- #1

AntonVrba

- 92

- 0

The prime numbers can be sorted into two groups

Group 1 has no solution and

Group 2 has the solution [tex] n = \{ a\times p - b{ \ },{ \ } a\times p + b \} {\ \ \ }\forall { \ \ }a>=0[/tex]

The table below list results for the first view primes, there is no particular pattern which divides the primes into either group 1 or 2 nor a pattern for the value [tex]b[/tex] and there seem to be an equal number group1 and group2 primes.

[tex]\begin{array}{cc,c,c}

{No.&Group\ 1&Group\ 2&b\\

1&{}&2&1\\

2&3&{}&{}\\

3&{}&5&2\\

4&7&{}&{}\\

5&11&{}&{}\\

6&{}&13&5\\

7&{}&17&4\\

8&19&{}&{}\\

9&23&{}&{}\\

10&{}&29&12\\

11&31&{}&{}\\

12&{}&37&6\\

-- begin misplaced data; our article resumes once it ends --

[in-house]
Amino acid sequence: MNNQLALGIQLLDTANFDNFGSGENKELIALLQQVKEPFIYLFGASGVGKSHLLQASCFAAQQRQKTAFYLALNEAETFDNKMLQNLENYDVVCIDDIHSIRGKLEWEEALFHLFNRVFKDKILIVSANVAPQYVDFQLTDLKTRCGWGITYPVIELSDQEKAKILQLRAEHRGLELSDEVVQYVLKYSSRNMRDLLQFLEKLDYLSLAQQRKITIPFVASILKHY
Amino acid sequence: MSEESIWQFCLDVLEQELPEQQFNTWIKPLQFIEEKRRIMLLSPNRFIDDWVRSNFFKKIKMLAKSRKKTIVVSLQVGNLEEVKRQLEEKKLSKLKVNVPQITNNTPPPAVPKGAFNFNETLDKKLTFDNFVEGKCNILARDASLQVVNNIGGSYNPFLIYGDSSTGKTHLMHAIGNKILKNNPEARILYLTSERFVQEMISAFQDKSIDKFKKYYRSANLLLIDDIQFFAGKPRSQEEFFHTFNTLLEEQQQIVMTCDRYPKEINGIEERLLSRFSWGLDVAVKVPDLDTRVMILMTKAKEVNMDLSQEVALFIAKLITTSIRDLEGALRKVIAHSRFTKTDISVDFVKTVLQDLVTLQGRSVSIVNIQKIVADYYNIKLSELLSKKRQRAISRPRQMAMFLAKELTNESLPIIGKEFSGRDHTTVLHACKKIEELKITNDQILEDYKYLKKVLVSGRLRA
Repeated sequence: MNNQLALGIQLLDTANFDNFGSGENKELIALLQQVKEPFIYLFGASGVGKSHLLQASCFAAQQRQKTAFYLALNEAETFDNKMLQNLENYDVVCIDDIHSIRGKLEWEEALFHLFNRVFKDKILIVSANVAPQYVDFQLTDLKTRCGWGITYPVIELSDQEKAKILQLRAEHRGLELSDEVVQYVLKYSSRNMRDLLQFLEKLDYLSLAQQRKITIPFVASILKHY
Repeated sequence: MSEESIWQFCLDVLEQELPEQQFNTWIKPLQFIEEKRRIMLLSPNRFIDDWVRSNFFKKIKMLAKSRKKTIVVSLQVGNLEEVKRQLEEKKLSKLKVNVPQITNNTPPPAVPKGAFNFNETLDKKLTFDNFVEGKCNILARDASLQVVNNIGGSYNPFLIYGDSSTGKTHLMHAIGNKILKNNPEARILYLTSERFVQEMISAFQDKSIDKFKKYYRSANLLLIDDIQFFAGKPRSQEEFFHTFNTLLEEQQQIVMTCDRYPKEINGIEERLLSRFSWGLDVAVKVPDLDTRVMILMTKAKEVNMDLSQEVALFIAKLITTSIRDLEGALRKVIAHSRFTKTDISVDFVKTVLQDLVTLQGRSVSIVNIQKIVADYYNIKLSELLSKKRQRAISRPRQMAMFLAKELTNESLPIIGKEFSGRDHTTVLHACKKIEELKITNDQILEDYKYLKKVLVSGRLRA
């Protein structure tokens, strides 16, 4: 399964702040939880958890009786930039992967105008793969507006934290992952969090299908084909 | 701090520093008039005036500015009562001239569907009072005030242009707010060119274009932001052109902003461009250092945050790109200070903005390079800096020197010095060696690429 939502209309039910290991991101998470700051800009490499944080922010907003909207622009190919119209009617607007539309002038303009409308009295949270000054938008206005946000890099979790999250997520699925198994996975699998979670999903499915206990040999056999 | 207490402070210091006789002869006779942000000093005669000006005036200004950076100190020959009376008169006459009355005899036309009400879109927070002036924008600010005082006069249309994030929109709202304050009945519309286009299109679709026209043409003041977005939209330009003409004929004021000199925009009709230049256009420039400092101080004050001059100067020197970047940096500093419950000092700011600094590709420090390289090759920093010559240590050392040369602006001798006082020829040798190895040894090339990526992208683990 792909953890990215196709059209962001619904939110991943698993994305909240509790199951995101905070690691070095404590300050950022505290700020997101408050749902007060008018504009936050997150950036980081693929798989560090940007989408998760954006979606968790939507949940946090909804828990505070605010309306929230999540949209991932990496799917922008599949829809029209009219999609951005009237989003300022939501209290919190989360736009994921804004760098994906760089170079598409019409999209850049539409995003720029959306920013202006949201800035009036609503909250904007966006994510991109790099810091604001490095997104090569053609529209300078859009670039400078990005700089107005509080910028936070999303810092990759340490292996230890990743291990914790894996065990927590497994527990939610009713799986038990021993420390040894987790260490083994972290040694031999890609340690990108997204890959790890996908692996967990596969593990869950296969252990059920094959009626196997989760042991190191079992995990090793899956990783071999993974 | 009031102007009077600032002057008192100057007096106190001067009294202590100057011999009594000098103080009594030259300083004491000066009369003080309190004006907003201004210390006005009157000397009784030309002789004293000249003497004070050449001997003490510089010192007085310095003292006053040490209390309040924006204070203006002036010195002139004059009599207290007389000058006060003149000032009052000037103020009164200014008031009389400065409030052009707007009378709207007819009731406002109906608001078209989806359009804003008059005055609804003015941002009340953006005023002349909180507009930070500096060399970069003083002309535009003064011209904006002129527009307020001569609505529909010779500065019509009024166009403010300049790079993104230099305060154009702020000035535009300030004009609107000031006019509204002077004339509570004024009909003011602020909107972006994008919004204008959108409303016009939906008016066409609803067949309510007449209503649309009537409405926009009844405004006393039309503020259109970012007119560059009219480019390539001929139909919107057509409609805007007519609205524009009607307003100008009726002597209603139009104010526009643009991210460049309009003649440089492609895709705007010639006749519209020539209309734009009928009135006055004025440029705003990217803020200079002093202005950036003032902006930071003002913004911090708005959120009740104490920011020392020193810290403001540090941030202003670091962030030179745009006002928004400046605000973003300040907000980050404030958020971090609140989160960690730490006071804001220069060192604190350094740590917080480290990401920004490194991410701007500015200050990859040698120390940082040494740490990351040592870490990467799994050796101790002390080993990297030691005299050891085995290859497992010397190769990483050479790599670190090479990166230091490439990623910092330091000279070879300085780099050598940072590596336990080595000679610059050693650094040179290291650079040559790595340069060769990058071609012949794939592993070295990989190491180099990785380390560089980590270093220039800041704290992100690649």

13&{}&41&9\\

14&43&{}&{}\\

15&47&{}&{}\\

16&{}&53&23

\end{array}[/tex]

example the for the 10th prime =29 [tex] q= (12^2+1)/29 = 5[/tex]

and 29-12 = 17 [tex] q =(17^2+1)/29 =10[/tex]

and 29+12 = 41 [tex] q =(41^2+1)/29 =58[/tex]

and 2x29-12=46 [tex] q =(46^2+1)/29 =73[/tex]

and 2x29+12=46 [tex] q =(70^2+1)/29 =169[/tex] which is a perfect square.

etc

A further interesting property is that for many (if not all)[tex]p_2[/tex] a prime in Group 2 a infinite number of [tex]a[/tex] exists, such that [tex]\frac{(a\times p_2 \pm b)^2+1}{p_2}}[/tex] is a perfect square. (read [tex]\pm[/tex] as plus or minus b)

47318x29-12=1372210 [tex] q =(1372210^2+1)/29 =64929664969 = 254813^2 [/tex]

My question is - are there other properties that can be attributed to the Group1 or Group2 primes?